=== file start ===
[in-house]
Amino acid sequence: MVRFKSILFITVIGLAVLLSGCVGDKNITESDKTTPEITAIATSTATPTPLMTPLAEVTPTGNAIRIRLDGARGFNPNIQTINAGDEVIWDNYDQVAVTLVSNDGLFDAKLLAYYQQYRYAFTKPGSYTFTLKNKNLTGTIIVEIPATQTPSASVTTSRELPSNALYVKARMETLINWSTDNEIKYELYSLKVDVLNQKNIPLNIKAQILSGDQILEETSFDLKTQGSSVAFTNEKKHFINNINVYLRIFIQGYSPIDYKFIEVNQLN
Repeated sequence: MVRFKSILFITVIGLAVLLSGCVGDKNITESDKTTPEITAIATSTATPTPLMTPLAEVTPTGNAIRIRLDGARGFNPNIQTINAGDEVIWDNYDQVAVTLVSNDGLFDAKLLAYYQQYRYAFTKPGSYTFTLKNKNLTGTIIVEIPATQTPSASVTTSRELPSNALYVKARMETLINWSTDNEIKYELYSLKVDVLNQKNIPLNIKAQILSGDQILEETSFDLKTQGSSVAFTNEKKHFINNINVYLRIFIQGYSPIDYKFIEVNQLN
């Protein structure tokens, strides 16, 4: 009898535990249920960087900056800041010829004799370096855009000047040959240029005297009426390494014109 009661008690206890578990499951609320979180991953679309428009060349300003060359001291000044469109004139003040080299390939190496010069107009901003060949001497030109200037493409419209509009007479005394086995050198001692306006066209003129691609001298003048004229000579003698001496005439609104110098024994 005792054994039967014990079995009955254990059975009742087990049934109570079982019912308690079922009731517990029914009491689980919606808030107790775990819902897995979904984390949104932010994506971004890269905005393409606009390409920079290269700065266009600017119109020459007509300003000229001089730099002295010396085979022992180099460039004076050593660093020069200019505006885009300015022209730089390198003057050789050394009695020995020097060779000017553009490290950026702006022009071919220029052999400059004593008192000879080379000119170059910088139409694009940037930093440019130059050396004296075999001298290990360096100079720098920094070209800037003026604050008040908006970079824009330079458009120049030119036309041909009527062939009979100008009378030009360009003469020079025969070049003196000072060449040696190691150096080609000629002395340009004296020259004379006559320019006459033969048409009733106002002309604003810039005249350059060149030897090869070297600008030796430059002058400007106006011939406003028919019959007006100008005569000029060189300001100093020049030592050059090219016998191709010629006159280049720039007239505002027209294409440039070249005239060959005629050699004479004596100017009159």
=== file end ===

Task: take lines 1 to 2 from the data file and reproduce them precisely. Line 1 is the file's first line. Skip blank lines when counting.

[in-house]
Amino acid sequence: MVRFKSILFITVIGLAVLLSGCVGDKNITESDKTTPEITAIATSTATPTPLMTPLAEVTPTGNAIRIRLDGARGFNPNIQTINAGDEVIWDNYDQVAVTLVSNDGLFDAKLLAYYQQYRYAFTKPGSYTFTLKNKNLTGTIIVEIPATQTPSASVTTSRELPSNALYVKARMETLINWSTDNEIKYELYSLKVDVLNQKNIPLNIKAQILSGDQILEETSFDLKTQGSSVAFTNEKKHFINNINVYLRIFIQGYSPIDYKFIEVNQLN